However, grief can also be visions of the loved one who passed away, or hearing their voice. Grief can worsen a current illness, or be the last straw that induces another. Grief can cause people to use substances to cope, to shut off support from well-meaning loved ones, to challenge their beliefs about the afterlife, or to take their own life. Or all of the above. Or none of the above! The key here is that grief is not experienced the same way by all people.
Looking at Moore’s performance, it’s clear that Beth’s grief is not typical. She clams up and is unable to connect with Conrad (and many other characters note that this is not a new phenomenon). Her conversations with Conrad are awkward and stilted, and she parrots many incorrect beliefs about Conrad’s mental health treatment. She does not weep, unlike Conrad and Calvin. She repeatedly emphasizes her desire to keep things within the family — and we see where this perspective comes from when we meet Beth’s mother, who is similarly unsympathetic to Conrad’s plight. We see her desperately trying to maintain control in an environment where she has lost so much.
Does her inability to show emotions in a way that we expect mean she’s a bitch? I don’t think so. Does it mean she’s a perfect character whose flaws and subsequent impact on the people around her are forgiven? Also no. It is clear that her dismissive nature harms her relationship with her son and her husband. But it is very interesting to me that a woman whose grief is not displayed in a way that society considers typical is automatically made out to be a bitch. And by “very interesting,” I mean “totally predictable.”
At one point, Conrad tells his father that the visits to the psychiatrist will be expensive, to which Calvin replies, “Don’t worry about the money.”As a soon-to-be social worker, I feel it’s important to note that cost is a huge factor that limits many folks from seeking mental health care. In 2015, North Carolina’s public mental health agencies lost $110 million, directly impacting the funds available to those with Medicaid or no insurance. And while there was an influx of money after the sale of land associated with the old Dorothea Dix hospital, there is still debate about where that money should go. While it’s fortunate that Conrad’s upper-middle class family does not have to worry about the cost of treatment, most seeking treatment are not so lucky. Additionally, as the country faces the repeal of the Affordable Care Act, the loss of additional protections provided by the ACA to ensure mental health coverage is equal to physical health coverage seems inevitable.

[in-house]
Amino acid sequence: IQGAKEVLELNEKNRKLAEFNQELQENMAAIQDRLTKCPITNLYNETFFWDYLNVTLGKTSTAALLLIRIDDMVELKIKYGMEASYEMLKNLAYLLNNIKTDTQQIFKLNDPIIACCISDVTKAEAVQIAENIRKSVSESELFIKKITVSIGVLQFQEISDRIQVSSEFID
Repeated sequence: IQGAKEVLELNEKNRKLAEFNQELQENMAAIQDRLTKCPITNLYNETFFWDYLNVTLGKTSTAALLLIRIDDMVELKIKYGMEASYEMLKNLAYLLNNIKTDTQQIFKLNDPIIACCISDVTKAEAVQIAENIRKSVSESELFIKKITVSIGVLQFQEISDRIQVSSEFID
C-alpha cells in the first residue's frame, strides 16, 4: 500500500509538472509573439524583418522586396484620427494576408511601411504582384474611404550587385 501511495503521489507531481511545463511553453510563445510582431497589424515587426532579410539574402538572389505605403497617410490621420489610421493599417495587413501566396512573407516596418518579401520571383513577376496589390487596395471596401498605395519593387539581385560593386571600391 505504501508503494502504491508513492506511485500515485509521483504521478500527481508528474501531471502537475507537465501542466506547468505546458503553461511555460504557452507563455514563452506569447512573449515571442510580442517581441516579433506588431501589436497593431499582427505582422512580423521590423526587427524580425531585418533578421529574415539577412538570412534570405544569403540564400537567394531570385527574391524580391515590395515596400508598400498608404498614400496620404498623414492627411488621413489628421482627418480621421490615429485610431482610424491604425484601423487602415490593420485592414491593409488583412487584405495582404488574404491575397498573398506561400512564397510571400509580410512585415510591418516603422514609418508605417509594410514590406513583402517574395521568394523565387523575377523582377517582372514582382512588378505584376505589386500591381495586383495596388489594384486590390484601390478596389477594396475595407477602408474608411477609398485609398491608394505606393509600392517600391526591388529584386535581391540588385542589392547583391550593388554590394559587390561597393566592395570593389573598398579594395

There is so much more I could say about this movie and the state of mental health care in the U.S., but I’ll end it here. Ordinary People tells an important and timeless story about the complicating effects of mental illness on a family unit, and how different environmental factors can help or hurt the situation. I do appreciate that the title of this film (as well as the title of the novel on which the film is based) reminds us that these are ordinary people — they are everyday folks dealing with common issues that face many families across the globe. And realizing that trauma, grief, and mental illness are something that many people experience is a good first step to breaking down stigma.
Ordinary People (1980): ★★★★
If you have anything to add, a different interpretations of this movie, or suggestions for other movies I should cover, please comment below!